Wednesday, October 28, 2009

Clustering Over Space and Time

(This is partially in response to Suresh's wonderful series on clustering.)

Recently, my advisor (Dave Mount) and I have been kicking around the idea of how to define the problem of clustering over time. Imagine birds traveling in a flock from Canada to Mexico, and suppose that you are able to perfectly observe their locations over time (of course, for any practical use we'd need to come up with a better model, but for now...). Given all these locations, you'd like to be able to identify the flock as a cluster. If this flock crosses another flock (say, stupidly traveling from California to Maryland), you'd like to be able to identify these as two separate flocks, even if the "current" time is the one at which they're all in the same place.

Now, what about if the birds' pattern is a bit more complicated... Suppose that instead of staying nicely within the same approximate radius as they fly, the radius of the cluster varies drastically. Perhaps all the birds fly away from each other for some amount of time, then converge back to a central point, then fly away again, etc. Or perhaps there are many flocks all flying from Canada to Mexico that follow parallel linear paths, but spaced many miles apart. Are these clusters that we want to identify?

These are certainly questions that biologists are interested in (understanding infections over time), as well as folks in data mining and statistical modeling (general ideas about changing data over time). I've seen algorithmic approaches about clustering data streams (Cormode, Muthukrishnan, and Zhuang) or kinetic data structures models that maintain a clustering snapshot (Gao, Guibas, and Nguyen, and my own work) and database papers about essentially this question (Kalnis, Mamoulis, and Bakiras), but haven't seen algorithmic approaches to this question. So, I ask the internet, are there any papers I should know about? Anything else I should be thinking about?

Monday, October 26, 2009

National Computer Science Education Week

Last week, Congress (trying to push off health care reform for as long as possible) passed house resolution 558 to create national computer science education week, the week of December 7th. Why the week of December 7th? Grace Hopper's birthday was December 9th!



If these statistics (from the ACM) are still accurate, then we're badly in need of more computer science education. Talking with a friend about this recently, I found myself defending the position that computer science is not so hard that many more people can't learn it. Though originally a devil's advocate position, I talked myself into believing it. While it's unreasonable to expect that many people could get Ph.D.s in computer science, it does seem reasonable to expect many people to be able to understand basic algorithms and master basic programming skills. And that needs to happen. As money leads, so people will follow. Or, people will follow if the government leads. The government's encouragement is nice, but not actually transformative unless they put muscle behind it - perhaps a mandate for computer science education in high schools, or at least less focus on NCLB testing so that schools can teach subjects other than math and English. Meanwhile, we can all do our best to lure unsuspecting freshman to our classes with robots, videos, and other shiny things.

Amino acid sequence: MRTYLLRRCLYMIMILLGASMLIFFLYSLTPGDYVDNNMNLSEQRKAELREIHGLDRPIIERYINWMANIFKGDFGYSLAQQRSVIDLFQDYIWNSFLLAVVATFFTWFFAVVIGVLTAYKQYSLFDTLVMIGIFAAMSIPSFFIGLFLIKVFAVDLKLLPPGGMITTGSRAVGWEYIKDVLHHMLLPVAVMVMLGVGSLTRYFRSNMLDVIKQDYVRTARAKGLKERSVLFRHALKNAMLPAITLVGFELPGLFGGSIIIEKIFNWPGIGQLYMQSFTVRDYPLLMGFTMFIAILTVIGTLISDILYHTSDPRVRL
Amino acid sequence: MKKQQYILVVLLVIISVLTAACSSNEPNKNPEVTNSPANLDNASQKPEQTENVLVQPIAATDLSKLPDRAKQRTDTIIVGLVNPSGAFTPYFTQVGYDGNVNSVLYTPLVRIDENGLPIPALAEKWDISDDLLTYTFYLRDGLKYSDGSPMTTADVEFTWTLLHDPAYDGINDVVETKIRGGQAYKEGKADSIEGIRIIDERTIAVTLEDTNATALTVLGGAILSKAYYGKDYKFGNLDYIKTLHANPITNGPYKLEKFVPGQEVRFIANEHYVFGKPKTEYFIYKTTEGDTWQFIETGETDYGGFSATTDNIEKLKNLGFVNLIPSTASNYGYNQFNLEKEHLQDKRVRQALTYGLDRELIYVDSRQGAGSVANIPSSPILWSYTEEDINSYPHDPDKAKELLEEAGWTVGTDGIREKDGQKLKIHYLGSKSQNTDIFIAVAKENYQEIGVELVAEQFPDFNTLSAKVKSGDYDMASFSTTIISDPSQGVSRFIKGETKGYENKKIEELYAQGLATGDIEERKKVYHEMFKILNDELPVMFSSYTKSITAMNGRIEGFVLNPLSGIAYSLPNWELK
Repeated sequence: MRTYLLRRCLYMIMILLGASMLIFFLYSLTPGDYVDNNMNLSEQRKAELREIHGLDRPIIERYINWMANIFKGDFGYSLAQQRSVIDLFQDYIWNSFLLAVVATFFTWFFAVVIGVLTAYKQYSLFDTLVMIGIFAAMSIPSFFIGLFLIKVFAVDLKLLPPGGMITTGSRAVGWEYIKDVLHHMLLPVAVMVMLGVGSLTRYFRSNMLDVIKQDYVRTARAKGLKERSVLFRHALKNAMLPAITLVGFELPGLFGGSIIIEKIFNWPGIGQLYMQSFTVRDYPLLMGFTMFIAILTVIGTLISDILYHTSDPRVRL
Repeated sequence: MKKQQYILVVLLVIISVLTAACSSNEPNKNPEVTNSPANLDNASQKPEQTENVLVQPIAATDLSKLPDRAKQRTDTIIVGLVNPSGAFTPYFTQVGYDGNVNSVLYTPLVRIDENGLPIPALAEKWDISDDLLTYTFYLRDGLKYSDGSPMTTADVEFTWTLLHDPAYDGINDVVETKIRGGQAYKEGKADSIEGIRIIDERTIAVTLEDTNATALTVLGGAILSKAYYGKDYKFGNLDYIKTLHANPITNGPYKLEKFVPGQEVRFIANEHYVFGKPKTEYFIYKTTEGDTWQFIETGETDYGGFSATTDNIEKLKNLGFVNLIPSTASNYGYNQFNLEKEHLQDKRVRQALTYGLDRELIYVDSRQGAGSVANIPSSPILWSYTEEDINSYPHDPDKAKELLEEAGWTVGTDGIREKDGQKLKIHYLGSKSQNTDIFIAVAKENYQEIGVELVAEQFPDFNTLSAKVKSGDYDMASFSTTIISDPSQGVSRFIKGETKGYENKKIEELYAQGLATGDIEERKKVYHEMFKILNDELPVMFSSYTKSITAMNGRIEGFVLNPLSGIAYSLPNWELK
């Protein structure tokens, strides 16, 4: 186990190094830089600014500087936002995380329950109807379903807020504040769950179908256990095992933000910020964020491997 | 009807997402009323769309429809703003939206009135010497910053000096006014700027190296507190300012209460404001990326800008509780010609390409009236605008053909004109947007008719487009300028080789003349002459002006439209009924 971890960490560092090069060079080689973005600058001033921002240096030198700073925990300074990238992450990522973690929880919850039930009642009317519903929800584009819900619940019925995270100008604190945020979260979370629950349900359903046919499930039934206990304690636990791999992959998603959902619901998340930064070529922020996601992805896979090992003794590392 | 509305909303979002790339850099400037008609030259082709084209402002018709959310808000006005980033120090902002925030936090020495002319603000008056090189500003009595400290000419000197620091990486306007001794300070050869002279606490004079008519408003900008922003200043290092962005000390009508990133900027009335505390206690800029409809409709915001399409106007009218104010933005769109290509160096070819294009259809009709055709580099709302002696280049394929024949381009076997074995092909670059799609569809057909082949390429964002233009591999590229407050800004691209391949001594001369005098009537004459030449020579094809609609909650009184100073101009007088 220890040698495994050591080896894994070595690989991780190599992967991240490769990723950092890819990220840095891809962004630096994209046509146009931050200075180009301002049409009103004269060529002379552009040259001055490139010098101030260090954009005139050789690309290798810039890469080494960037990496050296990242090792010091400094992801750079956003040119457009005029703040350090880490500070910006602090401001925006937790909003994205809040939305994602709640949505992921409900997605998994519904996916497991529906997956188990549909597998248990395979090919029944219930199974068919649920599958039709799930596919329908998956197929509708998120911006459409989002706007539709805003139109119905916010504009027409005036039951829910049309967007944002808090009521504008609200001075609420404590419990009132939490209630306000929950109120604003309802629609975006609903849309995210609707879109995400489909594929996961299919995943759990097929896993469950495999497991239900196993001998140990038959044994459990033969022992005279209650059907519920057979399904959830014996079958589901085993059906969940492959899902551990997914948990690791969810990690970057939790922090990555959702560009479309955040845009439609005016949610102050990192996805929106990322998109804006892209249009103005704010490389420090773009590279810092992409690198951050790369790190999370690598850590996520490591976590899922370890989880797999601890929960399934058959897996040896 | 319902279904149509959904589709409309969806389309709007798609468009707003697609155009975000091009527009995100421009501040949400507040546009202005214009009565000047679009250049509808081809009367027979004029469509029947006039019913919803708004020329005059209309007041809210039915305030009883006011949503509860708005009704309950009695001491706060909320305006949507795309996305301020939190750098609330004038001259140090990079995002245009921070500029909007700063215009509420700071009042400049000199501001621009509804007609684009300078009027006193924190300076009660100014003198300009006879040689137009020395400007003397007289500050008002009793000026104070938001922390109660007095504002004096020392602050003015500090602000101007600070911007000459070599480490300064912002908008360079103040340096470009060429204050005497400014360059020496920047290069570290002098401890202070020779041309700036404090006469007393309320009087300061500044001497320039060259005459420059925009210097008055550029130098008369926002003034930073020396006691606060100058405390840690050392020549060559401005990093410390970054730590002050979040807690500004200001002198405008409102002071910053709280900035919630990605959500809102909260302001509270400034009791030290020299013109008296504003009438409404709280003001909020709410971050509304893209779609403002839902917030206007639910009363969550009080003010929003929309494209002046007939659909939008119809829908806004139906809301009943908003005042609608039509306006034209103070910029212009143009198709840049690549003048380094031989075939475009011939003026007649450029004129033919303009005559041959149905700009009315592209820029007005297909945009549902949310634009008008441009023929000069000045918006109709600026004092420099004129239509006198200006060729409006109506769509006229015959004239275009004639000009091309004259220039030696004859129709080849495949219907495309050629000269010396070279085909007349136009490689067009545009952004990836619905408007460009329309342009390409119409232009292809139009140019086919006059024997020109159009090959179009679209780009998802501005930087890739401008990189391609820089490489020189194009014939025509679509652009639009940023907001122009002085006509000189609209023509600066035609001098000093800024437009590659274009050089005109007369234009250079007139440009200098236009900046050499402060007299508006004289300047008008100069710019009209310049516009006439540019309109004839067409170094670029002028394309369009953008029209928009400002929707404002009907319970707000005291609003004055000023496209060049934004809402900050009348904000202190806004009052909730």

Wednesday, October 21, 2009

Conference Roommate Finding Forum

Announcing a conference roommate finding board: http://conferences.proboards.com/.

The hope is that this will help students (and others) to find roommates to share hotel rooms with at conferences, thus decreasing cost and increasing the possibility of attendance. Ideally, I think this is something that should be hosted by CRA or ACM, but until they take over, it seems better to have something than nothing. Similarly, I don't intend this to be limited to theoretical computer science.

Please spread the word so that it will actually be useful!

Monday, October 19, 2009

On the Job Market

Having just sent off a bunch of applications, it seems fair to say that I'm officially on the job market. I'm planning to graduate this coming summer. Given the current market, I'm applying to all sorts of jobs - academia, labs, industry, permanent, 2-year, etc. I'd love to end up somewhere with exciting colleagues, interesting research possibilities, engaged students, and amazing things to do on the weekends... but I'm cursed with a certain dose of realism. Still, if you know how to achieve all my dreams, I'd love to hear the advice. Or, of course, if you have job tips...

(For more about who I am and what I do, see my more professional site.)

Friday, October 9, 2009

SoCG 2010 Call for Papers

The call for papers for SoCG 2010 just went out. It's in Utah, and Suresh is one of the local organizers. Plus, last I heard I'll be helping out with a student-only get to meet each other event. So you have just under two months to solve a problem and write a paper! Since it looks like the call hasn't appeared on the website yet, I'm including the basic details below:


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CALL FOR PAPERS, VIDEOS, AND MULTIMEDIA
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26th Annual Symposium on Computational Geometry (SoCG 2010)
June 13-16, 2010
Snowbird, Utah, USA
In cooperation with ACM SIGACT and SIGGRAPH

http://www.sci.utah.edu/socg2010/